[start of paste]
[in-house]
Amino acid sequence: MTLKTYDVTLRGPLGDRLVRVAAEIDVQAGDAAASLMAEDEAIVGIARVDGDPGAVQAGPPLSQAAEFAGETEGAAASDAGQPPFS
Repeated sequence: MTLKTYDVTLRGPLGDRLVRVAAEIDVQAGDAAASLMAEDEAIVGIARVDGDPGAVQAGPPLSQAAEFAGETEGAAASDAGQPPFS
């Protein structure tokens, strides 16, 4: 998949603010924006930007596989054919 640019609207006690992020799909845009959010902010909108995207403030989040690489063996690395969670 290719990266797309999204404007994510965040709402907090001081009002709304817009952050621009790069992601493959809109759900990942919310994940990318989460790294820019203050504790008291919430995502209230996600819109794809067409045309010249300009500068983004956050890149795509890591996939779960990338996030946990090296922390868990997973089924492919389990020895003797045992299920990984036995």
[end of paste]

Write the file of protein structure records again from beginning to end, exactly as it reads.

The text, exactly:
[in-house]
Amino acid sequence: MTLKTYDVTLRGPLGDRLVRVAAEIDVQAGDAAASLMAEDEAIVGIARVDGDPGAVQAGPPLSQAAEFAGETEGAAASDAGQPPFS
Repeated sequence: MTLKTYDVTLRGPLGDRLVRVAAEIDVQAGDAAASLMAEDEAIVGIARVDGDPGAVQAGPPLSQAAEFAGETEGAAASDAGQPPFS
């Protein structure tokens, strides 16, 4: 998949603010924006930007596989054919 640019609207006690992020799909845009959010902010909108995207403030989040690489063996690395969670 290719990266797309999204404007994510965040709402907090001081009002709304817009952050621009790069992601493959809109759900990942919310994940990318989460790294820019203050504790008291919430995502209230996600819109794809067409045309010249300009500068983004956050890149795509890591996939779960990338996030946990090296922390868990997973089924492919389990020895003797045992299920990984036995």